All the reasons to stay in the BRI. The Italian government is leaning towards exiting China’s Belt and Road Initiative. And Beijing has embarked on an increasingly vigorous charm offensive to convince Rome to stay. The latest prong of this was a Thursday article on the State-owned tabloid Global Times, which reflects the Chinese Communist Party’s growing anxiety about Italy exiting its infrastructure and influence project.
- The Memorandum of Understanding linking Italy to the BRI is set to auto-renew in March 2024 unless one of the parties takes a step back three months prior, so a decision is expected by year’s end.
- The matter is still being discussed, and Prime Minister Giorgia Meloni has signalled she might get Parliament involved in the decision. She did note on Wednesday that one could have “excellent relations with China without being part of a strategic plan” such as the BRI.
The good and the bad (according to Beijing). After underscoring the PM’s words, the Global Times article quotes an academic as stating that Rome is “facing a dilemma on preserving friendly and win-win relations with China due to pressure from the US and the impact caused by internal political struggles and populism.”
- Another State-linked pundit remarks that “unlike Conte’s government, which was ruled by a non-mainstream political party that was able to withstand US pressure, the Meloni administration is finding it hard to withstand Washington’s influence.”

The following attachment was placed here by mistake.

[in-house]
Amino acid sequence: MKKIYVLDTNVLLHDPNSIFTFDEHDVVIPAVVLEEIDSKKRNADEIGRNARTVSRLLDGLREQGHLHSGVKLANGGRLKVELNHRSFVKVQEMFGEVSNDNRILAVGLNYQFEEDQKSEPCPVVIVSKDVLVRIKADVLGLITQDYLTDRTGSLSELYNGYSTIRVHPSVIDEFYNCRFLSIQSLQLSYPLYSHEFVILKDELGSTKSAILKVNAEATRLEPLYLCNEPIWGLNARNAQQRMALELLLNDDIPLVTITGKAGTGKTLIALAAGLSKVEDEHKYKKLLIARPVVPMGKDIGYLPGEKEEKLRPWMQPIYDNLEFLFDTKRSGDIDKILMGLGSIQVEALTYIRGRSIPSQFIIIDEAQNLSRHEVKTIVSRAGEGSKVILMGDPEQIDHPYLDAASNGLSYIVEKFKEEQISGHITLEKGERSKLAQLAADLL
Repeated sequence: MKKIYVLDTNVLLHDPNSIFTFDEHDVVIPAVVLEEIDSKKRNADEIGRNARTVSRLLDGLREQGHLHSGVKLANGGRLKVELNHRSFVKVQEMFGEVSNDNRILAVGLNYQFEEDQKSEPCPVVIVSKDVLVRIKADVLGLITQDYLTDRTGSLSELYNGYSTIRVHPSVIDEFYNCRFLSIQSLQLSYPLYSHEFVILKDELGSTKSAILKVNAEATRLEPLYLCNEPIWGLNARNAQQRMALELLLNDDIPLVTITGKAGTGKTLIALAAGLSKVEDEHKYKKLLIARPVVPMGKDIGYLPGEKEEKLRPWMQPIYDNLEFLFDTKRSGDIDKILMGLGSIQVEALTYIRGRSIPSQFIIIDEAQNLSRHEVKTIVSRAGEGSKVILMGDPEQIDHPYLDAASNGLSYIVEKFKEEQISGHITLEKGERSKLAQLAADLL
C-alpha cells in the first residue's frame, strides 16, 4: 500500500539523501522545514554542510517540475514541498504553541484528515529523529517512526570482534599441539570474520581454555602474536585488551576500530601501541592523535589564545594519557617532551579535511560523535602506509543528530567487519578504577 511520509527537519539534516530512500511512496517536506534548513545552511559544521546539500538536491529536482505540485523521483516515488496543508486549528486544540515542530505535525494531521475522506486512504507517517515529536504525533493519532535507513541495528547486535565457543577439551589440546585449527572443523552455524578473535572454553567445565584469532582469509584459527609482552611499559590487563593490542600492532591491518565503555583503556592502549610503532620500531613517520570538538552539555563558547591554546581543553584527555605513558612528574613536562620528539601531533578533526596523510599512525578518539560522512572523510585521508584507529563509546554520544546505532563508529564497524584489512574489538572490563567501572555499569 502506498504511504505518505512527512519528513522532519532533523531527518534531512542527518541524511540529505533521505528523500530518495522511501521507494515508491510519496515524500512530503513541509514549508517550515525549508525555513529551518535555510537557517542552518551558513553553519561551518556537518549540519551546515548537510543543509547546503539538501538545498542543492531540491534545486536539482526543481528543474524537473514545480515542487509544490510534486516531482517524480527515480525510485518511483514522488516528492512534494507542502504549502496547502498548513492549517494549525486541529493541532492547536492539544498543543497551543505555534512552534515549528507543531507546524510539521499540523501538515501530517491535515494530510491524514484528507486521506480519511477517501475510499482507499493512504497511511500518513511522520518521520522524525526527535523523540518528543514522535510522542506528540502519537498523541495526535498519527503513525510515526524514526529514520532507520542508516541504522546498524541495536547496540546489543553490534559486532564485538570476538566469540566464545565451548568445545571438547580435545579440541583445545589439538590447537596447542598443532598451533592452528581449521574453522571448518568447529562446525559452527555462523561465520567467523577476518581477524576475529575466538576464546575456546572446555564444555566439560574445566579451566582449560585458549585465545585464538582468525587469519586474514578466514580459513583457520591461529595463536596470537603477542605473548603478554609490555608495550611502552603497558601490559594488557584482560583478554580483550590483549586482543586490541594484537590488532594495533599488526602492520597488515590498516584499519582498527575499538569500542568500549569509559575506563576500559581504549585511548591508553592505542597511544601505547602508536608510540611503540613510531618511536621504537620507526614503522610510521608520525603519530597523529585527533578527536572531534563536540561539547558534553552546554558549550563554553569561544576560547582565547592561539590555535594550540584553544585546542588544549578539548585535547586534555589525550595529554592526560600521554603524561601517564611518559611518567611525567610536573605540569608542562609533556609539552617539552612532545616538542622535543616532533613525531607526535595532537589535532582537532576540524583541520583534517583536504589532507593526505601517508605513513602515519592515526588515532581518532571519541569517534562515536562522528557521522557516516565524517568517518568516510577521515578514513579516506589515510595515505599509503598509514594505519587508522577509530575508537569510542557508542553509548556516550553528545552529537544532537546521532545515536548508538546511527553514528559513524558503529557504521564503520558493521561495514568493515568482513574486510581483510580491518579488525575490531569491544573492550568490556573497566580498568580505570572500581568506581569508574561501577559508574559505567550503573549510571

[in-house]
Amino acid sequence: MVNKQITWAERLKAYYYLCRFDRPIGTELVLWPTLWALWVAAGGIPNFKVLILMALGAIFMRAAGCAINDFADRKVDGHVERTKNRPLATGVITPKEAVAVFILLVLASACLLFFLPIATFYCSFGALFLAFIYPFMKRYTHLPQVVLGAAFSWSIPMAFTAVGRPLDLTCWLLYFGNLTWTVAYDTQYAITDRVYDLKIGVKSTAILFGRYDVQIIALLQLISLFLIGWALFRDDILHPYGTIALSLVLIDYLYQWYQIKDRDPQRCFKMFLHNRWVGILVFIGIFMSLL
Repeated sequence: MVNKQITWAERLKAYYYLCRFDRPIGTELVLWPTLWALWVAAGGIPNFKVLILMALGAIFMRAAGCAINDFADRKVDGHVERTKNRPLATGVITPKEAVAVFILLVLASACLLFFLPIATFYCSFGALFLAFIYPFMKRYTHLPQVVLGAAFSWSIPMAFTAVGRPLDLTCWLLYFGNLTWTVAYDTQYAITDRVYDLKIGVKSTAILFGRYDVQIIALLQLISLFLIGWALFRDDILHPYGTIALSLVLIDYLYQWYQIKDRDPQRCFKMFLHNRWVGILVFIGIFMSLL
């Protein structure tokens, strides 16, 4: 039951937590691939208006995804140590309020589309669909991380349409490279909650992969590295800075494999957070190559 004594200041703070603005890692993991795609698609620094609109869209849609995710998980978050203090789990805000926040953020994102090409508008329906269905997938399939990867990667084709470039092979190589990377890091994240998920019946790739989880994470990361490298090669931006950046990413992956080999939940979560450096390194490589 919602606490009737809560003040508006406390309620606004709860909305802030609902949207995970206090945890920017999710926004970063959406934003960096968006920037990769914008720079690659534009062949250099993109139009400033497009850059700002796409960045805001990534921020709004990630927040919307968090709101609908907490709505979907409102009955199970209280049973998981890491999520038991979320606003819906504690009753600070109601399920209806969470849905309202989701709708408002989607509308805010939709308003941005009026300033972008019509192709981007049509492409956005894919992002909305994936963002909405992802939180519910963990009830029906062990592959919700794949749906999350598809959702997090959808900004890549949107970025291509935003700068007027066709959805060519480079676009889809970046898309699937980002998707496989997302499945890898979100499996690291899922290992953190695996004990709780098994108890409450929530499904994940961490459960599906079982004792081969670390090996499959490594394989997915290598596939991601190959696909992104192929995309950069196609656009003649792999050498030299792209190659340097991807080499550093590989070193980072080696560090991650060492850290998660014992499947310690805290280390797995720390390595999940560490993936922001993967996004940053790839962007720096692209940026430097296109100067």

- The reference is to Giuseppe Conte (now leader of the somewhat pro-China and anti-Atlanticist Five Star Movement), who signed the Memorandum of Understanding with China in 2019 in his former capacity as Prime Minister.
A reality check. On Friday morning, Italy’s Enterprise Minister Adolfo Urso told Radio24 that the Meloni government “is not being pressured by the US, nor China, on the [BRI] Memorandum.” He then added that since the document was signed, “our trade with China has worsened considerably, in contrast to what has happened with France or Germany, which have instead implemented [new] business with China. This should give us pause for thought.”
Jittery much? The Global Times piece, which ultimately depicts Rome as weak and Washington as dictating the line, actually hints at the CCP’s increasing awareness that Italy will most likely ditch the MoU. It’s a matter of “how” rather than “if” so as to avoid repercussions for both: China would lose the only G-7 country to have joined the BRI, and it’s subtly threatening Italy of the economic backlash that choice would entail.
- High-level Beijing envoys are also liaising with the Italian business community and a series of politicians to get this point across.